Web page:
Pianist Harold López-Nussa's Un Día Cualquiera arrives as U.S. restrictions regarding Cuba again tighten under the Trump administration; considered in that light, the album is an affirmative statement that music will always cross borders and defy obstacles. "I want to grow closer to the American people," López-Nussa said. "This has always been an important desire for Cubans, especially musicians. It's impossible for us to be separate because we have so much in common, so much to share."
On Un Día Cualquiera, Lopéz-Nussa sticks to his core trio, with his younger brother Ruy Adrián López-Nussa on drums and percussion, and bassist Gaston Joya - a group the pianist first convened a decade ago in Cuba.
"These are my closest friends and two of the greatest musicians of my generation in Cuba," he said. "We've played a lot together through the years, but this is the first time that we've toured and recorded as a working trio. When we play to together, something special always happens and I feel comfortable and free, because they know how my music works and where I will go even before I get there."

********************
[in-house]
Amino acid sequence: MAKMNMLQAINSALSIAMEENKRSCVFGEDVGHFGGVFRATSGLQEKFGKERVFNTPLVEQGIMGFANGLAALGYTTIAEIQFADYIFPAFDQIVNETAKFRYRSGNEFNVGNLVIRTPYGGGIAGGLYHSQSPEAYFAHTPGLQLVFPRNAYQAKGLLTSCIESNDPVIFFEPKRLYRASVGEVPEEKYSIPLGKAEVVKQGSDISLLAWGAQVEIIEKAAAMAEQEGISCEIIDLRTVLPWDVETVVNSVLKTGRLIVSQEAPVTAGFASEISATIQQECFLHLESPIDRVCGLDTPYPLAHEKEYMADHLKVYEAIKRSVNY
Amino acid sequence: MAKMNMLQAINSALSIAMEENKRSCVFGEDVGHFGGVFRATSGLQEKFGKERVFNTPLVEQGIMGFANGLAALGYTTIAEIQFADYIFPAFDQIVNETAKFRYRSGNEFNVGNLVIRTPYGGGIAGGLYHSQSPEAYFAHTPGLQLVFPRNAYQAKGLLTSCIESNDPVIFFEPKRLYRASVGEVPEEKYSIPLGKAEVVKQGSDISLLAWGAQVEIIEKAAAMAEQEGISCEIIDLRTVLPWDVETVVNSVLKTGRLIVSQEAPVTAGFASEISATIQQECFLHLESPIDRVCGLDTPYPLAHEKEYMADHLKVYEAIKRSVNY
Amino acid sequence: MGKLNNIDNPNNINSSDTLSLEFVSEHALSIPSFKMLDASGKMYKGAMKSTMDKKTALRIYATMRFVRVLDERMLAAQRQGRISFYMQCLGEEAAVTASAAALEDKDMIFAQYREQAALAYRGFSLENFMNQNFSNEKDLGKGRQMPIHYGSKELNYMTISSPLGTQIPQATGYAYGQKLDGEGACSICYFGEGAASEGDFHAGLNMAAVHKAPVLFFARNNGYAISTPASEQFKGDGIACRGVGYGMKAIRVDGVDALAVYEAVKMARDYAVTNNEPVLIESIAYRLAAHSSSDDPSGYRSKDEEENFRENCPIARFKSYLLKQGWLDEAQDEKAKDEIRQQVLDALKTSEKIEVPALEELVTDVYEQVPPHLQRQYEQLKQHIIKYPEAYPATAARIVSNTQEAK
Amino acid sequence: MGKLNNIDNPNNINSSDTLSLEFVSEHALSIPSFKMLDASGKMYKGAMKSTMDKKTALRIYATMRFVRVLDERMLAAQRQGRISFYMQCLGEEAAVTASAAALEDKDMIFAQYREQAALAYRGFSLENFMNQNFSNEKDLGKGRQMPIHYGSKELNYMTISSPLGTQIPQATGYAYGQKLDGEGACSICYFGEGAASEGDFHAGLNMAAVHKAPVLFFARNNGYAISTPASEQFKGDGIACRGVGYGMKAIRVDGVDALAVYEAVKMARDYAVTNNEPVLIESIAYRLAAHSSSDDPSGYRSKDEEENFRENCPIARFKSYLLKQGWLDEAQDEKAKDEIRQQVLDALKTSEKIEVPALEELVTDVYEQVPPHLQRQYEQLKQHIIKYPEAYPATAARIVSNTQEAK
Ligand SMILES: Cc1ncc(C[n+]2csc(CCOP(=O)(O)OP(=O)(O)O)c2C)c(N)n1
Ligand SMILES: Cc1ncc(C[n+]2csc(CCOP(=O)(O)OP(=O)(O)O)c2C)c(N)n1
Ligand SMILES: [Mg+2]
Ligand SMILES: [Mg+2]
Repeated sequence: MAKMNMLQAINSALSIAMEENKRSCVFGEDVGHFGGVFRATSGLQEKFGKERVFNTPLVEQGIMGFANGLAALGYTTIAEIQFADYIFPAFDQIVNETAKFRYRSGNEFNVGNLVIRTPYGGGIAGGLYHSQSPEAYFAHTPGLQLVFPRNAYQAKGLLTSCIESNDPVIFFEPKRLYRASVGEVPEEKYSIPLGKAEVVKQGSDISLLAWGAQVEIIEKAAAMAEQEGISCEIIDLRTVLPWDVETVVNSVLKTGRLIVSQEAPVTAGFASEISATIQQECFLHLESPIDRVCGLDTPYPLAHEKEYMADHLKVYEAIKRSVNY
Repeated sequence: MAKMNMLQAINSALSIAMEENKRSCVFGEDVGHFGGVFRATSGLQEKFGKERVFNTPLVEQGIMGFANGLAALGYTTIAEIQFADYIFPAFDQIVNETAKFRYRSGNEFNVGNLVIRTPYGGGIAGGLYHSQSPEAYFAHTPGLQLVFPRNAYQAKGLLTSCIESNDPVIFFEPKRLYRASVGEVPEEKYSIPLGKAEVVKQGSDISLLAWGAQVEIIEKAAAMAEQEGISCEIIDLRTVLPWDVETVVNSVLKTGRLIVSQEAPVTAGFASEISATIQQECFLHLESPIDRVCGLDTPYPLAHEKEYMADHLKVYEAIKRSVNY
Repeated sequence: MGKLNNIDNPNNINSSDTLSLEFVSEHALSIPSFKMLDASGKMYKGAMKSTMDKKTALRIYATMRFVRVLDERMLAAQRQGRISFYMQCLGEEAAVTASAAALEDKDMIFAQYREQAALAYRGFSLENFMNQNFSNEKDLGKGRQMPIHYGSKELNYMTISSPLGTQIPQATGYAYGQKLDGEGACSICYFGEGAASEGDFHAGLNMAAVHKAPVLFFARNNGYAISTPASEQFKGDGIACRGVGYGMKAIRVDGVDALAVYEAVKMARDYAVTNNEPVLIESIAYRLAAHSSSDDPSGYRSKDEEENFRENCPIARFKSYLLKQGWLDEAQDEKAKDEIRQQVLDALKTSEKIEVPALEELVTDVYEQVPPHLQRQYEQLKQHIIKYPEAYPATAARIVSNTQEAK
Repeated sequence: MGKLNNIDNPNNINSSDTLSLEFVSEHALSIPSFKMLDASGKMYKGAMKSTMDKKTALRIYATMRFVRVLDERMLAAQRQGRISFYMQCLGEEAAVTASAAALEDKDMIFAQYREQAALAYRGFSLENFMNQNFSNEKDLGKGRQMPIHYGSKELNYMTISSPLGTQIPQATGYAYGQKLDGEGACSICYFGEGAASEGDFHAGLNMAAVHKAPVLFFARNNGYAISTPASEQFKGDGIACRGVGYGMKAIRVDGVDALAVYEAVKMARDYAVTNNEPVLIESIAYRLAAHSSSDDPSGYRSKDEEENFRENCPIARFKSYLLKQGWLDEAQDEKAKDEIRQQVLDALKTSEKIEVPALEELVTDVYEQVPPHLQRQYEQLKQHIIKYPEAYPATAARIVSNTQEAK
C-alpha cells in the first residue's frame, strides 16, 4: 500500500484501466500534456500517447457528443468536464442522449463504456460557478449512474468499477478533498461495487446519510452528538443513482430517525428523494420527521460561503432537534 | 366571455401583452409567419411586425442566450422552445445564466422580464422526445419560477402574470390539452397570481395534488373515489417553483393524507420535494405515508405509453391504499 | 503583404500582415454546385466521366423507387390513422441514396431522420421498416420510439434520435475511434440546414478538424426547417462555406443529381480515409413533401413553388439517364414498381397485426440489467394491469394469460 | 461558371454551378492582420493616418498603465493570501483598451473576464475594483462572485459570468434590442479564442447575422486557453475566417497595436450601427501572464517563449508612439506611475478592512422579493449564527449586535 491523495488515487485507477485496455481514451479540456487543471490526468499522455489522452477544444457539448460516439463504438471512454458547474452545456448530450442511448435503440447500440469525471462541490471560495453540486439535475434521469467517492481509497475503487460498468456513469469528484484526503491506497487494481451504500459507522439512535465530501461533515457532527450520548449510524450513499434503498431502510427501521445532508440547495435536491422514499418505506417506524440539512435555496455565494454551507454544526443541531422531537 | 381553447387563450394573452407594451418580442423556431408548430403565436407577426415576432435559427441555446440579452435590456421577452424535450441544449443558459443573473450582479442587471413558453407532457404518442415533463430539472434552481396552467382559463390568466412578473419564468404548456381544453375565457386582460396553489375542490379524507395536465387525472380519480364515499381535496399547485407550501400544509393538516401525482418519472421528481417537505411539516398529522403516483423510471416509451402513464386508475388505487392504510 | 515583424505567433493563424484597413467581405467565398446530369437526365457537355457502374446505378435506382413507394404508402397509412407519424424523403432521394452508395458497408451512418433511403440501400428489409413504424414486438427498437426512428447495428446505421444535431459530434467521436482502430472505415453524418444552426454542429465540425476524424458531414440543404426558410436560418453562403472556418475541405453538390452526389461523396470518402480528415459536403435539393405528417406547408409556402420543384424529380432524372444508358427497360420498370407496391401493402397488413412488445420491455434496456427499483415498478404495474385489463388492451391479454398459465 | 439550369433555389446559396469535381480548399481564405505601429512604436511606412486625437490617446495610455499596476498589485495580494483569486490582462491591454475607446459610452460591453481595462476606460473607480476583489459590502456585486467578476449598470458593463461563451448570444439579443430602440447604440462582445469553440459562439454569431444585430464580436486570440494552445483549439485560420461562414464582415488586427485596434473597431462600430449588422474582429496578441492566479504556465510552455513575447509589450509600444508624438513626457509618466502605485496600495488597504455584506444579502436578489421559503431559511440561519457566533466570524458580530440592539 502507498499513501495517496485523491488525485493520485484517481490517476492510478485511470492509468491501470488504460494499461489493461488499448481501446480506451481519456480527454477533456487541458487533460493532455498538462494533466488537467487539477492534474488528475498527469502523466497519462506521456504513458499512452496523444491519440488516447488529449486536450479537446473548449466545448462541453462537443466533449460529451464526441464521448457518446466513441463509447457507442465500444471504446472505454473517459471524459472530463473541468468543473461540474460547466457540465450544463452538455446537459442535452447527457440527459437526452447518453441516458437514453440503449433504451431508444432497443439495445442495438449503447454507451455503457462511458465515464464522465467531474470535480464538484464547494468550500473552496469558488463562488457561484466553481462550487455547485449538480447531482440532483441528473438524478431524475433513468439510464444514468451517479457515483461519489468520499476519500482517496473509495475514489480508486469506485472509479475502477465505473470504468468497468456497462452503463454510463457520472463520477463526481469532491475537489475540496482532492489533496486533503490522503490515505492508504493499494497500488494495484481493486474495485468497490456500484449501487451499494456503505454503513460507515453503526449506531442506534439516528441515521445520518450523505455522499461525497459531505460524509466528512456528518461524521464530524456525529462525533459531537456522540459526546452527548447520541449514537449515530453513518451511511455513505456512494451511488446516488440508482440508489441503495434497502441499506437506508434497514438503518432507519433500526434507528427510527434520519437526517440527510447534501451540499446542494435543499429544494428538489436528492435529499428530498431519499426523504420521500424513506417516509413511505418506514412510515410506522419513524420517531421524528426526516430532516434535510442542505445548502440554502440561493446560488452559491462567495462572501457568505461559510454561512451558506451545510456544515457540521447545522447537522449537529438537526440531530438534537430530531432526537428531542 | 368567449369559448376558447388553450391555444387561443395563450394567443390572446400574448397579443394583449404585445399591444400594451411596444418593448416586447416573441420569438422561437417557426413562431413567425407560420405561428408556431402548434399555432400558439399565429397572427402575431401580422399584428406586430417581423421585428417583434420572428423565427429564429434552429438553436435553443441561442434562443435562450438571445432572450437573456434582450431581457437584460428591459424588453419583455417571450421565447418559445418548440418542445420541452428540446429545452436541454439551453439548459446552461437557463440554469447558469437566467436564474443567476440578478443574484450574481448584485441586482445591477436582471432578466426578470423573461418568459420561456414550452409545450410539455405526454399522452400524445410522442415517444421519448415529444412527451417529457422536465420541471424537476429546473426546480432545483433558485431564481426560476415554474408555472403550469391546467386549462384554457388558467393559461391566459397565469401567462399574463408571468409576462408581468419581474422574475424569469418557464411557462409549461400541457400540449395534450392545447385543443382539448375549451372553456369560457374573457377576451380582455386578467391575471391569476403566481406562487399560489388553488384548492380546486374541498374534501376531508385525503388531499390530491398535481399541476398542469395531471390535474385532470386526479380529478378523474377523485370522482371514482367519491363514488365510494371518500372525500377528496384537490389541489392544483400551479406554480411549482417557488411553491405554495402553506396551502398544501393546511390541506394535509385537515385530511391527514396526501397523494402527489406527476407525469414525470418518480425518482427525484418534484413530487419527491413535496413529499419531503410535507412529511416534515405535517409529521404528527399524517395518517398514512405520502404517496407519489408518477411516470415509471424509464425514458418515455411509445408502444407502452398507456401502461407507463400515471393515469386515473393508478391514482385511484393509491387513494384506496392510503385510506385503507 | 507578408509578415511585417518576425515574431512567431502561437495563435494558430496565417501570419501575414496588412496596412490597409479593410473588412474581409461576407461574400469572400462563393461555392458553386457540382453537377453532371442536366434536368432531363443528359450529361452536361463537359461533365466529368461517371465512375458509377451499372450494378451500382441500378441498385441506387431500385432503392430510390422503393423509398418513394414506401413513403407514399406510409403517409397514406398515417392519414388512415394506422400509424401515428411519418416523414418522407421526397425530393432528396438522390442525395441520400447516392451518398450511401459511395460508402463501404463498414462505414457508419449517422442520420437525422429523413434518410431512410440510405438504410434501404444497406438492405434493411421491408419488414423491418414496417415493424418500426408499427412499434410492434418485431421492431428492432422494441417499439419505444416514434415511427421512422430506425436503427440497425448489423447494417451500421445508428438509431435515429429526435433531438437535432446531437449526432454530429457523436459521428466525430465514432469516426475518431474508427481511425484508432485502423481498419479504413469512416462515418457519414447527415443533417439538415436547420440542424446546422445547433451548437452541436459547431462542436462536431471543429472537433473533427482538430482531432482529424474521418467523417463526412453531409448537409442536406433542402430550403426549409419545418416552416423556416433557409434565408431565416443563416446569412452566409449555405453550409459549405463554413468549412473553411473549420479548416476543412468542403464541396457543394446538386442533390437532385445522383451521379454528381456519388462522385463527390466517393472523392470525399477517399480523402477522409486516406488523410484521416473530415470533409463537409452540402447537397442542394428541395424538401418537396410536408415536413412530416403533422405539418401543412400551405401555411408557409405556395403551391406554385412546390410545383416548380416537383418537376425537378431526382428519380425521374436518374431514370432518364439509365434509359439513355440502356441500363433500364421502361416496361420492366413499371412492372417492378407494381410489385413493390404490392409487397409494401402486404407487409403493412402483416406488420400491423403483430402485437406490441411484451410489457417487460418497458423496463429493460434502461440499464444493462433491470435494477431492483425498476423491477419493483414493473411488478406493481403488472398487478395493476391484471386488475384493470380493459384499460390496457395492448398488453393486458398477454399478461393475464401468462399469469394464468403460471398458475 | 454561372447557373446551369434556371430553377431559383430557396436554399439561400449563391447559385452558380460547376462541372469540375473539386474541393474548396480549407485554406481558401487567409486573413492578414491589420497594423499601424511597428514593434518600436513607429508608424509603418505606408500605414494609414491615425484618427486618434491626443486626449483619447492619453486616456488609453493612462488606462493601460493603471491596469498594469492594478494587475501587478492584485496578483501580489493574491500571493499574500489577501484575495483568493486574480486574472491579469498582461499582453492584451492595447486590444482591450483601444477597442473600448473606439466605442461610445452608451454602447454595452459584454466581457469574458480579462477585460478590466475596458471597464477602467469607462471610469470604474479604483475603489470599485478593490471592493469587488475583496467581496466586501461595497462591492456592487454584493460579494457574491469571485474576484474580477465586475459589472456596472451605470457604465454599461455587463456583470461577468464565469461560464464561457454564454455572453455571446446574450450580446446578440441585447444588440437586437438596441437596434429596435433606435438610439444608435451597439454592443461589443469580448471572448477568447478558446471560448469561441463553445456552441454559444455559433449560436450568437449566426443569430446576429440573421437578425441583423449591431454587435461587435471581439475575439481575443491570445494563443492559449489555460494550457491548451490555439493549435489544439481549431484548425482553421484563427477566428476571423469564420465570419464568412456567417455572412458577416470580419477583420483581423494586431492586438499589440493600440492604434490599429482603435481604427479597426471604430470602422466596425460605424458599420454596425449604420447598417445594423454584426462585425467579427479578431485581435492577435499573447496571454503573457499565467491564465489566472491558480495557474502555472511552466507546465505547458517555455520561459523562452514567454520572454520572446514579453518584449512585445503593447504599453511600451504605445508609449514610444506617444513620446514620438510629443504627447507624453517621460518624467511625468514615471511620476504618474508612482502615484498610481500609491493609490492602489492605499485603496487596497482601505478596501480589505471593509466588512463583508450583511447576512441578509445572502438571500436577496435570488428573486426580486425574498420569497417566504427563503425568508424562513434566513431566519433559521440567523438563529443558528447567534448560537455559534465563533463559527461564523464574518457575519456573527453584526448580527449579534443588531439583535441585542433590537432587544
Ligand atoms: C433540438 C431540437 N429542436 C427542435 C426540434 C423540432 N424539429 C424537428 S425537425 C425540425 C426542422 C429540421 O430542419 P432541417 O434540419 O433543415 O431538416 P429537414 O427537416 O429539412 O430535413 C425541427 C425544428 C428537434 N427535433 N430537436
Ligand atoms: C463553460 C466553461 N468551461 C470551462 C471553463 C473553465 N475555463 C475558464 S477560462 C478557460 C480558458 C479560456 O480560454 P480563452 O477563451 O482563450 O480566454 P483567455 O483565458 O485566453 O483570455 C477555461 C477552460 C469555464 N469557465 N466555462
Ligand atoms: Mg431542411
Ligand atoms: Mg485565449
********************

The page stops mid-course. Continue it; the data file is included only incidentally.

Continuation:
Un Día Cualquiera is a forceful statement from a Cuban musician leading his tight-knit Cuban band, recorded in the U.S. (at WGBH Studios in Boston, Mass.), and influenced by music from both countries in ways that transcend narrow notions of "Latin jazz." The album nods to classic Cuban composers and musicians, but it focuses mostly on pianist Harold López-Nussa's original tunes and his distinctive trio concept. These compositions are mostly new, save for one or two, such as the opener, "Cimarrón," which are older pieces reinvented for the present moment.
López-Nussa chose the new album's title, which means "Just Another Day," because, he said, "the idea is to put the music and the trio together in a studio and just play, the way we three do every day, any day - like a concert in the living room of your house."